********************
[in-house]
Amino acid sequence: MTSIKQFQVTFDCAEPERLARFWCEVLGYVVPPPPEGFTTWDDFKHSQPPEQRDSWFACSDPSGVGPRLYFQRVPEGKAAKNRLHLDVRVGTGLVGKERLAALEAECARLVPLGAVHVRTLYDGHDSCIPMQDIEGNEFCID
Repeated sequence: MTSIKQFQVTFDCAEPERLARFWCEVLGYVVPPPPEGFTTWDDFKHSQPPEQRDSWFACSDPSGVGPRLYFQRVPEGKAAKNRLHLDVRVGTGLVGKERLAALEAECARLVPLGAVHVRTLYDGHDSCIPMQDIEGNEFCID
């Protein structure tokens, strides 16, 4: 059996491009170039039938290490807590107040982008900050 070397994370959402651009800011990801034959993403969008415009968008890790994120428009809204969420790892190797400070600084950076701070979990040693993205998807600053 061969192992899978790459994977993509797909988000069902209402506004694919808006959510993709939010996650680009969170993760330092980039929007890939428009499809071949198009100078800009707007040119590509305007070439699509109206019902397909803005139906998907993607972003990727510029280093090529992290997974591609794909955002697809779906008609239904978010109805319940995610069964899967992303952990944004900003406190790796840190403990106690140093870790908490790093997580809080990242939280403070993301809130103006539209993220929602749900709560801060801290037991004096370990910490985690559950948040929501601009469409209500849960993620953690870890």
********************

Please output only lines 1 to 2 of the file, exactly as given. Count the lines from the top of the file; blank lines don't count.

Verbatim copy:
[in-house]
Amino acid sequence: MTSIKQFQVTFDCAEPERLARFWCEVLGYVVPPPPEGFTTWDDFKHSQPPEQRDSWFACSDPSGVGPRLYFQRVPEGKAAKNRLHLDVRVGTGLVGKERLAALEAECARLVPLGAVHVRTLYDGHDSCIPMQDIEGNEFCID